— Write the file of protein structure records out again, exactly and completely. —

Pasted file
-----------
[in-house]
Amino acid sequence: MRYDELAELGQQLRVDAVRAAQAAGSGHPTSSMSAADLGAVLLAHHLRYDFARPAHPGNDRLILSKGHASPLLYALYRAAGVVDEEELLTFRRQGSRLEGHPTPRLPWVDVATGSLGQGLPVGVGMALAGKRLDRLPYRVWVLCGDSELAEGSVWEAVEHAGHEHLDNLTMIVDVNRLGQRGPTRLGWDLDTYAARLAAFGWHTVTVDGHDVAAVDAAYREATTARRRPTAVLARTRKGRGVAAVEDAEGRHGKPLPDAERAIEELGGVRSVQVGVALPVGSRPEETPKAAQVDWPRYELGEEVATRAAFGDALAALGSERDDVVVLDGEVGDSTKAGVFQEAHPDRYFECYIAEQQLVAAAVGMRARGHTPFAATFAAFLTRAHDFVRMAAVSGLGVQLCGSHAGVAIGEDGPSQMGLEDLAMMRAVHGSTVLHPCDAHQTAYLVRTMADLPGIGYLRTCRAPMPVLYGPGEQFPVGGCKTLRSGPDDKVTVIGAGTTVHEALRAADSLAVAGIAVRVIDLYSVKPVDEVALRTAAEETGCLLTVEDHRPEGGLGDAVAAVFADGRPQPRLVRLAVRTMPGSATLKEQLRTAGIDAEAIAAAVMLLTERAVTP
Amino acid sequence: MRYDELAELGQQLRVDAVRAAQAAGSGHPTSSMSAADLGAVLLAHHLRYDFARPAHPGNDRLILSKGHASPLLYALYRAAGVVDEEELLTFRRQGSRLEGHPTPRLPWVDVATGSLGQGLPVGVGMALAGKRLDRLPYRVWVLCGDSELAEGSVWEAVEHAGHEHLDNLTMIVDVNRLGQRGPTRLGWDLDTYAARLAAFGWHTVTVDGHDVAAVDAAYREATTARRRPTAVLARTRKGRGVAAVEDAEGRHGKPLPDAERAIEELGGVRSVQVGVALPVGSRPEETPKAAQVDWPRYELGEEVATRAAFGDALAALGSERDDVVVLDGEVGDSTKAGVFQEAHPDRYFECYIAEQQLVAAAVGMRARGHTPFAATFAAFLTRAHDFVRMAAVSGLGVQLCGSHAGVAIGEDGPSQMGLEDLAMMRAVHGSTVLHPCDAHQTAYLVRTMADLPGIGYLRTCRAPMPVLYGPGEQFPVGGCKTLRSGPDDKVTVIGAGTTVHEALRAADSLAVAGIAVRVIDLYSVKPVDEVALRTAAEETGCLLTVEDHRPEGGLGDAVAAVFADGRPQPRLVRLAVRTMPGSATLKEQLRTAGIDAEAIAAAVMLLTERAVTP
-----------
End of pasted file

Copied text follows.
[in-house]
Amino acid sequence: MRYDELAELGQQLRVDAVRAAQAAGSGHPTSSMSAADLGAVLLAHHLRYDFARPAHPGNDRLILSKGHASPLLYALYRAAGVVDEEELLTFRRQGSRLEGHPTPRLPWVDVATGSLGQGLPVGVGMALAGKRLDRLPYRVWVLCGDSELAEGSVWEAVEHAGHEHLDNLTMIVDVNRLGQRGPTRLGWDLDTYAARLAAFGWHTVTVDGHDVAAVDAAYREATTARRRPTAVLARTRKGRGVAAVEDAEGRHGKPLPDAERAIEELGGVRSVQVGVALPVGSRPEETPKAAQVDWPRYELGEEVATRAAFGDALAALGSERDDVVVLDGEVGDSTKAGVFQEAHPDRYFECYIAEQQLVAAAVGMRARGHTPFAATFAAFLTRAHDFVRMAAVSGLGVQLCGSHAGVAIGEDGPSQMGLEDLAMMRAVHGSTVLHPCDAHQTAYLVRTMADLPGIGYLRTCRAPMPVLYGPGEQFPVGGCKTLRSGPDDKVTVIGAGTTVHEALRAADSLAVAGIAVRVIDLYSVKPVDEVALRTAAEETGCLLTVEDHRPEGGLGDAVAAVFADGRPQPRLVRLAVRTMPGSATLKEQLRTAGIDAEAIAAAVMLLTERAVTP
Amino acid sequence: MRYDELAELGQQLRVDAVRAAQAAGSGHPTSSMSAADLGAVLLAHHLRYDFARPAHPGNDRLILSKGHASPLLYALYRAAGVVDEEELLTFRRQGSRLEGHPTPRLPWVDVATGSLGQGLPVGVGMALAGKRLDRLPYRVWVLCGDSELAEGSVWEAVEHAGHEHLDNLTMIVDVNRLGQRGPTRLGWDLDTYAARLAAFGWHTVTVDGHDVAAVDAAYREATTARRRPTAVLARTRKGRGVAAVEDAEGRHGKPLPDAERAIEELGGVRSVQVGVALPVGSRPEETPKAAQVDWPRYELGEEVATRAAFGDALAALGSERDDVVVLDGEVGDSTKAGVFQEAHPDRYFECYIAEQQLVAAAVGMRARGHTPFAATFAAFLTRAHDFVRMAAVSGLGVQLCGSHAGVAIGEDGPSQMGLEDLAMMRAVHGSTVLHPCDAHQTAYLVRTMADLPGIGYLRTCRAPMPVLYGPGEQFPVGGCKTLRSGPDDKVTVIGAGTTVHEALRAADSLAVAGIAVRVIDLYSVKPVDEVALRTAAEETGCLLTVEDHRPEGGLGDAVAAVFADGRPQPRLVRLAVRTMPGSATLKEQLRTAGIDAEAIAAAVMLLTERAVTP